Trade Group Troubled New Rules Could Result In Broadband Support Not Being Used Properly In Unserved Areas
PITTSBURGH, January 29, 2013 – The American Cable Association called on the Federal Communications Commission to stay the course with regard to rules associated with the first round of Connect America Fund (CAF) money accepted by large telecommunications carriers because the program’s goal of jump-starting broadband deployment in unserved areas achieves the FCC’s goals.
“The FCC designed the Phase I of the CAF program to reach a significant number of relatively low-cost locations with up to $300 million in federal support. With the funding allocated last year, the program’s stated objective is in the process of being achieved. Until that is no longer the case, the FCC need not substantially alter the program,” ACA President and CEO Matthew M. Polka said.
ACA’s views came in comments filed Jan. 28 in connection with the FCC effort to close the gap that finds nearly 100 million Americans without broadband Internet access in the home. With broadband viewed as the central platform for future economic growth, information, and opportunity, the FCC decided to develop the CAF program to channel funds to broadband providers willing to deploy facilities in rural and other areas on the wrong side of the digital divide.
In its comments, ACA noted that price cap LECs (Local Exchange Carriers) have provided myriad reasons for rejecting Phase I CAF support, some of which have nothing to do with the need to expand the number of areas eligible to be served, to obtain additional support beyond $775 per location, or to use support to deploy second-mile fiber. As a result, making changes to the CAF Phase I based on concerns raised by some carriers would likely have the unfortunate effect of providing additional and excessive support to others where in fact none is needed.
To assist the FCC, ACA examined the pool of eligible lower cost unserved locations in price cap LEC territories to determine whether price cap LECs in fact need changes in the rules to use incremental support to deploy broadband to unserved locations. Relying on geographic and performance data in the National Broadband Map and the CQBAT cost model submitted by the ABC Coalition (price cap LECs), ACA found for several price cap LECs there are more than a sufficient number of lower cost locations that are not served with broadband service at speeds of 768/200 kbps for which they would have a sound commercial rationale to use their allocation of incremental support of $775 per location. For these LECs, there is no basis for the FCC to alter its rules.
For several other price cap LECs, ACA determined they appear to have an insufficient number of lower cost locations that are not served with broadband service at speeds of 768/200 kbps. ACA proposed that these price cap LECs be able to use Phase I incremental support to deploy broadband to locations in areas that do not currently receive 4/1 Mbps broadband service but only after the LEC uses its support to deploy broadband to its remaining lower cost unserved locations with at most 768/200 kbps service.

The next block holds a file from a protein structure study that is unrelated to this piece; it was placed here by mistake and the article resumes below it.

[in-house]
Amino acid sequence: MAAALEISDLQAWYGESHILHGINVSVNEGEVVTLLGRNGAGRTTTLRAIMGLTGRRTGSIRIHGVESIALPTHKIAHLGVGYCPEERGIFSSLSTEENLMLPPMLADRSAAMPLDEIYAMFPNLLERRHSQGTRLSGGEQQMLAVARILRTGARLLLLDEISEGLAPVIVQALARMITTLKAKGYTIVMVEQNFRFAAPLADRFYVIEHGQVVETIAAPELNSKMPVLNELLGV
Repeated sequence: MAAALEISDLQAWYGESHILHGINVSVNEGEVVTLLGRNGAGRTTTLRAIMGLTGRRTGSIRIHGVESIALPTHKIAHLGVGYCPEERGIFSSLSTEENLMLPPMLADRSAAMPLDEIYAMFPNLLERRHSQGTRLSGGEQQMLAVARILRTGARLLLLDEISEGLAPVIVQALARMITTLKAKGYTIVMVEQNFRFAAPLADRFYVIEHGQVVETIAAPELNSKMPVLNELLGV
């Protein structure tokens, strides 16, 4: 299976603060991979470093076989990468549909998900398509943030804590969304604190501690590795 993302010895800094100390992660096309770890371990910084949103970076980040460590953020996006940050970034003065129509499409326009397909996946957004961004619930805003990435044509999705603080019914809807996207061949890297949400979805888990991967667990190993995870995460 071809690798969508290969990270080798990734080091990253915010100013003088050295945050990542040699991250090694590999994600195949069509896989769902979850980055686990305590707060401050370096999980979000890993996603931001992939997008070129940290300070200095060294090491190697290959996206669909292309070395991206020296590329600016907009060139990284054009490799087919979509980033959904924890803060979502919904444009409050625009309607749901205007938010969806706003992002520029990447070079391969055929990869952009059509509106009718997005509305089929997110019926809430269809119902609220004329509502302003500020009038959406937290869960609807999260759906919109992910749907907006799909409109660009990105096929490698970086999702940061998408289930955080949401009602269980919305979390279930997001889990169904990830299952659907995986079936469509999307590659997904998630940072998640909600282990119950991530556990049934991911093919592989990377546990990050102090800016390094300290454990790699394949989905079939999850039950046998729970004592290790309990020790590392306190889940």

“This will ensure that these price cap LECs achieve the program’s objective of providing service to their unserved locations most in need of broadband service. ACA’s proposed expansion of the eligible locations also will further the FCC’s objective of providing an immediate spur to broadband deployment without establishing new and more complex rules,” Polka said. “By requiring lower cost unserved locations with 768/200 kbps to be served first, ACA’s approach helps ensure that support is distributed efficiently to each price cap LEC.”
By adopting ACA’s limited fix, the FCC does not need to increase the amount of support per location nor does it need to establish a new second-mile fiber component to the program, given that each price cap LEC will now have more than a sufficient number of lower cost unserved locations.
As for distribution of “leftover” 2012 Phase I incremental support, the FCC should not add these funds to any 2013 distribution. Rather, the FCC should adopt one of its alternative proposals: Either add the amount to Phase II distribution or return the money by lowering the contribution rate. ACA’s rationale is premised primarily on the fact that under Phase II, support will be distributed more efficiently through use of a cost model and a competitive bidding regime.
Finally, regardless of whether the FCC amends its Phase I rules, it should clarify in this proceeding the interplay between Phase I incremental support, the Phase I obligation to use frozen legacy support to deploy broadband-capable networks, and Phase II “five-year” support to ensure that price cap LECs cannot “double-dip” in utilizing support for unserved locations from more than one program.
About the American Cable Association
Based in Pittsburgh, the American Cable Association is a trade organization representing nearly 850 smaller and medium-sized, independent cable companies who provide broadband services for more than 7.4 million cable subscribers primarily located in rural and smaller suburban markets across America. Through active participation in the regulatory and legislative process in Washington, D.C., ACA’s members work together to advance the interests of their customers and ensure the future competitiveness and viability of their business. For more information, visit https://acaconnects.org/